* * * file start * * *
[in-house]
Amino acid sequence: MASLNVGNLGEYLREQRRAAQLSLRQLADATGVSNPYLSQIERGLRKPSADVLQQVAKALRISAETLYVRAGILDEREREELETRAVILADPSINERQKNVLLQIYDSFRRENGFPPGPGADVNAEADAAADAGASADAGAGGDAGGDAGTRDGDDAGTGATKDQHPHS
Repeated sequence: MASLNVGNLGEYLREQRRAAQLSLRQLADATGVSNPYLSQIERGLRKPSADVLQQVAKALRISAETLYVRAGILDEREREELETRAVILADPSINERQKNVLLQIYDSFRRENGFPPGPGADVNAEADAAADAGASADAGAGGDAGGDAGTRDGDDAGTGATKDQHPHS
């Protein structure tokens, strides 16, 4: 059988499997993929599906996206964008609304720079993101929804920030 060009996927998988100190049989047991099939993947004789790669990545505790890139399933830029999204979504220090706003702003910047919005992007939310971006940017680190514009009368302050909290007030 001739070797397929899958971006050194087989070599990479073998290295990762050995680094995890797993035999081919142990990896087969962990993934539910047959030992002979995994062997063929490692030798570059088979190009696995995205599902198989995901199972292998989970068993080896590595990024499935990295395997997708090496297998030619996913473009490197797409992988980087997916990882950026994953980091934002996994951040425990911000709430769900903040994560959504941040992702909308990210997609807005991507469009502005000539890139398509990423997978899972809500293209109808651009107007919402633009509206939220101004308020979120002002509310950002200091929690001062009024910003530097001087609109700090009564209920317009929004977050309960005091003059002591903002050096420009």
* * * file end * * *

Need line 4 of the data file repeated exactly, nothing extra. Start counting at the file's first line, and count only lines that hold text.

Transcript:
């Protein structure tokens, strides 16, 4: 059988499997993929599906996206964008609304720079993101929804920030 060009996927998988100190049989047991099939993947004789790669990545505790890139399933830029999204979504220090706003702003910047919005992007939310971006940017680190514009009368302050909290007030 001739070797397929899958971006050194087989070599990479073998290295990762050995680094995890797993035999081919142990990896087969962990993934539910047959030992002979995994062997063929490692030798570059088979190009696995995205599902198989995901199972292998989970068993080896590595990024499935990295395997997708090496297998030619996913473009490197797409992988980087997916990882950026994953980091934002996994951040425990911000709430769900903040994560959504941040992702909308990210997609807005991507469009502005000539890139398509990423997978899972809500293209109808651009107007919402633009509206939220101004308020979120002002509310950002200091929690001062009024910003530097001087609109700090009564209920317009929004977050309960005091003059002591903002050096420009």